We review de novo the decision by a district court that a circumstance is one "of a kind, or to a degree, not adequately taken into consideration by the Sentencing Commission." United States v. Williams, 37 F.3d 82, 85 (2d Cir. 1994) (internal quotations omitted). The district court's factual findings are reviewed for clear error. Id.
The district court is not permitted to "rectify" sentencing disparities between differently-situated co-defendants. See United States v. Alba, 933 F.2d 1117, 1123 (2d Cir. 1991); United States v. Joyner, 924 F.2d 454, 459-61 (2d Cir. 1991). However, departures predicated on other grounds that have the ancillary effect of changing the lacuna between sentencing ranges applicable to co-defendants are permissible. See Joyner, 924 F.2d at 461. Nor is the government's good faith refusal to make a motion for downward departure pursuant to U.S.S.G. § 5K1.1 a permissible ground for departure by the sentencing court. See United States v. Agu, 949 F.2d 63, 67 (2d Cir. 1991), cert. denied, ___ U.S. ___, 112 S.Ct. 2279, 119 L.Ed.2d 205 (1992); United States v. Reina, 905 F.2d 638, 641 (2d Cir. 1990). Finally, the government is entitled to notice of a basis for downward departure. See Burns, 501 U.S. at 135, 111 S.Ct. at 2186; United States v. Jagmohan, 909 F.2d 61 (2d Cir. 1990).
The Sentencing Commission has addressed elements that comprise character primarily through commentary, policy statements and application notes. See United States v. Merritt, 988 F.2d 1298, 1308 (2d Cir.), cert. denied, ___ U.S. ___, 113 S.Ct. 2933, 124 L.Ed.2d 683 (1993). The Guidelines direct that, among other considerations, education and vocational skills, employment record, and community and family ties and responsibilities "are not ordinarily relevant in determining whether a sentence should be outside the applicable guideline range." U.S.S.G. Ch. 5, pt. H, intro. comment. In an unusual case these factors may inform a discretionary departure by a sentencing court. See Merritt, 988 F.2d at 1308-09; Jagmohan, 909 F.2d at 65; United States v. Big Crow, 898 F.2d 1326, 1331-32 (8th Cir. 1990).
The district court in this case had before it four low-level employees of TLC's Safety and Emissions Division whose primary responsibility was to physically inspect medallion taxicabs. Regular inspection lanes at the Woodside facility were staffed by six line inspectors; those for taxis that had received notices of violation had fewer inspectors. The inspector in position one checked the paperwork and credentials of the cab. The inspector assigned to position two investigated the emission system by inserting a probe into the tailpipe. The third inspector ran a vehicle's wheels over a test plate to verify alignment. The fourth inspector tested the car's headlights; the fifth, the brakes. The inspector assigned to the sixth position examined the undercarriage of the cab.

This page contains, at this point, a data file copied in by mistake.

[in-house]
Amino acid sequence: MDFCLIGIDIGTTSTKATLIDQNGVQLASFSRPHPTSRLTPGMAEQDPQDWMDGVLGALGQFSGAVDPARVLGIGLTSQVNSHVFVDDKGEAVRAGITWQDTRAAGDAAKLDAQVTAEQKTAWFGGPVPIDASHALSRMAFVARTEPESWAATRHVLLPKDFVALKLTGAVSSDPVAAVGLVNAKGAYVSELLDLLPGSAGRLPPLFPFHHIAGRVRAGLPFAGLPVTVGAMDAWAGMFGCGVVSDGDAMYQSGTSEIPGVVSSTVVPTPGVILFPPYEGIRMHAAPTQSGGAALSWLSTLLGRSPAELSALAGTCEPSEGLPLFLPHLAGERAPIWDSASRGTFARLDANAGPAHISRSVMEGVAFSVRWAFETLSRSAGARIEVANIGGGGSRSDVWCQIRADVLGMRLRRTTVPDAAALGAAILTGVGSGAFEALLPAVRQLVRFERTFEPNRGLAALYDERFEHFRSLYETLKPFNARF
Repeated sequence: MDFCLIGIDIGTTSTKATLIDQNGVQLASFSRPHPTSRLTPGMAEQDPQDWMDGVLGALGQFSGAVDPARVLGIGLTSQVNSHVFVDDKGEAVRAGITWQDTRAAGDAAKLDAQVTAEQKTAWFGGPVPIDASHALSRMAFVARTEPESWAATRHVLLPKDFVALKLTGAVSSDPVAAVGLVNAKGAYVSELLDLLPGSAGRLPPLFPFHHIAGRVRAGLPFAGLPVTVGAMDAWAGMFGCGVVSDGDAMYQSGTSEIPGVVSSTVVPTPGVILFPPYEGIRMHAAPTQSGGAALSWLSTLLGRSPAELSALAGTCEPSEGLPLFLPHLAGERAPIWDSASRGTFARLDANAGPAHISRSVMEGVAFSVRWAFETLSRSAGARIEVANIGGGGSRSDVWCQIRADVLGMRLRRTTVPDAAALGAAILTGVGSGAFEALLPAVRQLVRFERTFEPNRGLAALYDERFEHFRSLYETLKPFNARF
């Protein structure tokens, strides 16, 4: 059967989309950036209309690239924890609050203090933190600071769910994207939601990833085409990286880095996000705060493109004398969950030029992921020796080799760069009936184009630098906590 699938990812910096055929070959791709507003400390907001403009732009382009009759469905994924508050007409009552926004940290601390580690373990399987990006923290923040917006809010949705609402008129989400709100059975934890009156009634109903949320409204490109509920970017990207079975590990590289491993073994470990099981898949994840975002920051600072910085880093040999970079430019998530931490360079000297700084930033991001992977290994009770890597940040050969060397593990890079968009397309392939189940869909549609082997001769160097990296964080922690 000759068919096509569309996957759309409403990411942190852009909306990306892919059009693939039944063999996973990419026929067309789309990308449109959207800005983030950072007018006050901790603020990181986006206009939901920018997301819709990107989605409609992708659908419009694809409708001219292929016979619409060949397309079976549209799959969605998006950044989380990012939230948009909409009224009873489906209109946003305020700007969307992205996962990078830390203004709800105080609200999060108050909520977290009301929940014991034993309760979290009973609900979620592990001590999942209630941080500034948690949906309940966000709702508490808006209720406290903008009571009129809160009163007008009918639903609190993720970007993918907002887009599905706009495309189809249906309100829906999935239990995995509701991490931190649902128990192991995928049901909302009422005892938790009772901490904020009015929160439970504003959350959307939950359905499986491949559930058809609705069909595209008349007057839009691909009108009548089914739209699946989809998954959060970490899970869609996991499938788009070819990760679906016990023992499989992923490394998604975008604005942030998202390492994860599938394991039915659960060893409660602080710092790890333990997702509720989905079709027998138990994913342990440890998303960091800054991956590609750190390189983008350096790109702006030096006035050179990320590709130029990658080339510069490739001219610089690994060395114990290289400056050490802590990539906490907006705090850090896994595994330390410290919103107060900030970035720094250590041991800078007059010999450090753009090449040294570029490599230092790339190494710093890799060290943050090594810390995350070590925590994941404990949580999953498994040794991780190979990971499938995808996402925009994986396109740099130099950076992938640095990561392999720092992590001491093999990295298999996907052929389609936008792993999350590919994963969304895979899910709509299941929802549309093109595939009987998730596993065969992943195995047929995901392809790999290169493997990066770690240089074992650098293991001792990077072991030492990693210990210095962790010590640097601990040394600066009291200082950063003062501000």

The appellees carried out the inspections and calculated methods for defeating the control system. Their co-defendants included senior inspectors who condoned and facilitated the scheme, as well as supervisors who promoted the operation through scheduling manipulation. The district court lamented inaction by "public officials who should have prevented the corruption," yet were not prosecuted criminally. Likewise, no taxicab company or representative was charged despite criminal conduct on their parts.
The defendants as a group were characterized by the district court as "among our best and most reliable working people." The histories of the appellees, however, are fraught with personal failures. Further, Antonucci and Abbadessa both, according to the district court, played "substantial roles" in the corruption scheme, enticing others into the scheme and aggressively soliciting payoffs. The district court's findings are not sufficient to take this case out of the "heartland," see U.S.S.G. Ch. 1, Pt. A(4)(b), p.s. Compare Jagmohan, 909 F.2d at 65 (previous employment record can be basis for departure only in exceptional cases) with Big Crow, 898 F.2d at 1331-32 (employment history, community ties and "consistent efforts to lead a decent life in a difficult environment" warranted departure.)
Nor can the fact that the government declined to provide 5K1.1 letters for the appellees permissibly influence the district court. As our cases have made clear, absent a government motion, the court cannot downwardly depart on the ground that these low-level employees had little to offer the government. See Reina, 905 F.2d at 640 (court's hands are tied in such a situation.)
We find persuasive the district court's finding that, unlike their superiors, the appellees were not in "positions of public trust that created a duty to block corrupt schemes such as this one that threatened public safety." This factor alone, however, does not support a downward departure. Further, as we have made clear, the district court's apparent reliance on the fact that these defendants did not enjoy the benefit of 5K1.1 letters, offers no support for a departure. Finally, on this record, we are unpersuaded that these appellees' personal characteristics are so extraordinary as to warrant such uncommon relief. Accordingly, we vacate the sentences and remand to allow the district court to determine whether supplemental permissible bases for downward departures exist.
We note that, with respect to Abbadessa and Antonucci, the court failed to timely apprise the government of its intention to downwardly depart. See Alba, 933 F.2d at 1120; Jagmohan, 909 F.2d at 63. As to Quinones and Hernandez, the government had adequate notice because a draft version of the district court's detailed sentencing memorandum was issued long before their sentence dates.
For the foregoing reasons, we reject the district court's determination that the Sentencing Guidelines were not binding upon it. Further, we vacate and remand the sentences to allow the district court to determine whether mitigating factors existed to a degree not adequately considered by the Sentencing Commission.